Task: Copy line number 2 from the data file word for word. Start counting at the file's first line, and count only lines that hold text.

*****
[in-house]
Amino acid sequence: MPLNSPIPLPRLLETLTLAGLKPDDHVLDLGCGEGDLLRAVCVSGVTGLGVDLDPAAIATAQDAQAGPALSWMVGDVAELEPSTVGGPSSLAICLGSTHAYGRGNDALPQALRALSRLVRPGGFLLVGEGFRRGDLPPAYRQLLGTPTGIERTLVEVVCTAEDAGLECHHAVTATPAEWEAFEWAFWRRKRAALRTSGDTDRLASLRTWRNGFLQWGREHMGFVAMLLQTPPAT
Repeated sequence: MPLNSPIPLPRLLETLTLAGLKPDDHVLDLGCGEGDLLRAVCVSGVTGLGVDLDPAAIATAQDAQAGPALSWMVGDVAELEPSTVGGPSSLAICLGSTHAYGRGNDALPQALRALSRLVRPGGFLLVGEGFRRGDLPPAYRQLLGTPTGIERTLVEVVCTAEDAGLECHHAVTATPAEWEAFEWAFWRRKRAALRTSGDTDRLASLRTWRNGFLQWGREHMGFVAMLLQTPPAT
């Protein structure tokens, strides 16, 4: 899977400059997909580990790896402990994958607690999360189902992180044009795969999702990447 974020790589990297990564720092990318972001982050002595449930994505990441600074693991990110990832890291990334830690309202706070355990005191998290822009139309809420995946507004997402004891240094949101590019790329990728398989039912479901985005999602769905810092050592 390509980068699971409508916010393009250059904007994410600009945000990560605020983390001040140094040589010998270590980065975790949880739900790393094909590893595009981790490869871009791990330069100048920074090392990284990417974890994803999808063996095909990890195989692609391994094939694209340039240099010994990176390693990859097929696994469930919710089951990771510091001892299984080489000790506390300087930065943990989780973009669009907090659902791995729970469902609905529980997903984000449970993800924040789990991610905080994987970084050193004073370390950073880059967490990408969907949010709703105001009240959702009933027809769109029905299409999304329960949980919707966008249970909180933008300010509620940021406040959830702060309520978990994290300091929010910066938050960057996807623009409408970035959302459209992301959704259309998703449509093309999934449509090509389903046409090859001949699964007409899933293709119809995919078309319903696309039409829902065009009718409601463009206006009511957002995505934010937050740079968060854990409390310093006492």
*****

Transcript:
Amino acid sequence: MPLNSPIPLPRLLETLTLAGLKPDDHVLDLGCGEGDLLRAVCVSGVTGLGVDLDPAAIATAQDAQAGPALSWMVGDVAELEPSTVGGPSSLAICLGSTHAYGRGNDALPQALRALSRLVRPGGFLLVGEGFRRGDLPPAYRQLLGTPTGIERTLVEVVCTAEDAGLECHHAVTATPAEWEAFEWAFWRRKRAALRTSGDTDRLASLRTWRNGFLQWGREHMGFVAMLLQTPPAT